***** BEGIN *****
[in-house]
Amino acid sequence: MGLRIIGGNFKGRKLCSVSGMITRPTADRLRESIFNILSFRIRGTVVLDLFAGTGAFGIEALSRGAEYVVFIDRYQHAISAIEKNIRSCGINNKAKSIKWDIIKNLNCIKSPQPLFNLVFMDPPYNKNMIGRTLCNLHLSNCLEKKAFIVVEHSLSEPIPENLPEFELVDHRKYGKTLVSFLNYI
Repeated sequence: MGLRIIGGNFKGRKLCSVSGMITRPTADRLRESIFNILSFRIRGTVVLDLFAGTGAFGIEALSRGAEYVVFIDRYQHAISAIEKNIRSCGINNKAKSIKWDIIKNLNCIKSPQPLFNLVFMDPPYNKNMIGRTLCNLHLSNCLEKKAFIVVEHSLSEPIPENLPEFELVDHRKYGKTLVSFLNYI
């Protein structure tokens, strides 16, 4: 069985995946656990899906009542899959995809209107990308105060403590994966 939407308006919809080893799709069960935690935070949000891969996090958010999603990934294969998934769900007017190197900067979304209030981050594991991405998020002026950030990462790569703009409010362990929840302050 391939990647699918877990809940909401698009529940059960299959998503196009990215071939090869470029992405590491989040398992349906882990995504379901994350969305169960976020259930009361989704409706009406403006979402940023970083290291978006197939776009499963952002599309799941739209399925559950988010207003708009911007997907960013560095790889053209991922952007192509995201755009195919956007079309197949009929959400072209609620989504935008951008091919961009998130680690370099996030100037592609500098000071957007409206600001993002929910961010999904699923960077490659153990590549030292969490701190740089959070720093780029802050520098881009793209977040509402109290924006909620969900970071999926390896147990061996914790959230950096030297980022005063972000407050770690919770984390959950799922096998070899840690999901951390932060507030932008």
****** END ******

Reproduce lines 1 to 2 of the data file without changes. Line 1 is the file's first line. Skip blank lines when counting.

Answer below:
[in-house]
Amino acid sequence: MGLRIIGGNFKGRKLCSVSGMITRPTADRLRESIFNILSFRIRGTVVLDLFAGTGAFGIEALSRGAEYVVFIDRYQHAISAIEKNIRSCGINNKAKSIKWDIIKNLNCIKSPQPLFNLVFMDPPYNKNMIGRTLCNLHLSNCLEKKAFIVVEHSLSEPIPENLPEFELVDHRKYGKTLVSFLNYI